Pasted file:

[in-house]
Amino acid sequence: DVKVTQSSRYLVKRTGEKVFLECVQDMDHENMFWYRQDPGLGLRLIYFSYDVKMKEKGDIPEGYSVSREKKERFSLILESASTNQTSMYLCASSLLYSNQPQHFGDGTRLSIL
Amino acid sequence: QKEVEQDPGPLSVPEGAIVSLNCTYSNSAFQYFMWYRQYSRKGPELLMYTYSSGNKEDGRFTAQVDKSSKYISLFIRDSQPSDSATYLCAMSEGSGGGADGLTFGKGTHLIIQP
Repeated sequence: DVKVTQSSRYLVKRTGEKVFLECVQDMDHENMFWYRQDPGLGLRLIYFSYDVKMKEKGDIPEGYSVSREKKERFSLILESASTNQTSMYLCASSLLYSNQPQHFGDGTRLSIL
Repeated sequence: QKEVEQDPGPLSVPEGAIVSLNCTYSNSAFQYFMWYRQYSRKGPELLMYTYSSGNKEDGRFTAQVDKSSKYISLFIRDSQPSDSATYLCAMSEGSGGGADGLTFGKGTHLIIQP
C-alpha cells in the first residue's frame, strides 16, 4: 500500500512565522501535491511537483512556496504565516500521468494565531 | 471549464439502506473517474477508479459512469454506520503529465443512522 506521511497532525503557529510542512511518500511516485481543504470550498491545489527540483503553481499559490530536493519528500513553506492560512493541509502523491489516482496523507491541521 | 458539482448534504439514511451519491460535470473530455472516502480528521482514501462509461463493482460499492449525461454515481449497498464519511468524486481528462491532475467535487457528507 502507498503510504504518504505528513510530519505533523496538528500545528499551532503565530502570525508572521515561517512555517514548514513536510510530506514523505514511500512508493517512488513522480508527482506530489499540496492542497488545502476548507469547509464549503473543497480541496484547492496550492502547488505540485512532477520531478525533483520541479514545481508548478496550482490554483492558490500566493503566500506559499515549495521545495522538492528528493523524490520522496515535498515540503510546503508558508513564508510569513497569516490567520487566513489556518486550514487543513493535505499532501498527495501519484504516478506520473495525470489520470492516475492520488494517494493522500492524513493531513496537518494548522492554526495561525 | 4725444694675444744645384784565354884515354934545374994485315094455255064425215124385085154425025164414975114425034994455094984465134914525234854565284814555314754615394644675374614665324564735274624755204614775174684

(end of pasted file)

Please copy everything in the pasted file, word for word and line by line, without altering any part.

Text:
[in-house]
Amino acid sequence: DVKVTQSSRYLVKRTGEKVFLECVQDMDHENMFWYRQDPGLGLRLIYFSYDVKMKEKGDIPEGYSVSREKKERFSLILESASTNQTSMYLCASSLLYSNQPQHFGDGTRLSIL
Amino acid sequence: QKEVEQDPGPLSVPEGAIVSLNCTYSNSAFQYFMWYRQYSRKGPELLMYTYSSGNKEDGRFTAQVDKSSKYISLFIRDSQPSDSATYLCAMSEGSGGGADGLTFGKGTHLIIQP
Repeated sequence: DVKVTQSSRYLVKRTGEKVFLECVQDMDHENMFWYRQDPGLGLRLIYFSYDVKMKEKGDIPEGYSVSREKKERFSLILESASTNQTSMYLCASSLLYSNQPQHFGDGTRLSIL
Repeated sequence: QKEVEQDPGPLSVPEGAIVSLNCTYSNSAFQYFMWYRQYSRKGPELLMYTYSSGNKEDGRFTAQVDKSSKYISLFIRDSQPSDSATYLCAMSEGSGGGADGLTFGKGTHLIIQP
C-alpha cells in the first residue's frame, strides 16, 4: 500500500512565522501535491511537483512556496504565516500521468494565531 | 471549464439502506473517474477508479459512469454506520503529465443512522 506521511497532525503557529510542512511518500511516485481543504470550498491545489527540483503553481499559490530536493519528500513553506492560512493541509502523491489516482496523507491541521 | 458539482448534504439514511451519491460535470473530455472516502480528521482514501462509461463493482460499492449525461454515481449497498464519511468524486481528462491532475467535487457528507 502507498503510504504518504505528513510530519505533523496538528500545528499551532503565530502570525508572521515561517512555517514548514513536510510530506514523505514511500512508493517512488513522480508527482506530489499540496492542497488545502476548507469547509464549503473543497480541496484547492496550492502547488505540485512532477520531478525533483520541479514545481508548478496550482490554483492558490500566493503566500506559499515549495521545495522538492528528493523524490520522496515535498515540503510546503508558508513564508510569513497569516490567520487566513489556518486550514487543513493535505499532501498527495501519484504516478506520473495525470489520470492516475492520488494517494493522500492524513493531513496537518494548522492554526495561525 | 4725444694675444744645384784565354884515354934545374994485315094455255064425215124385085154425025164414975114425034994455094984465134914525234854565284814555314754615394644675374614665324564735274624755204614775174684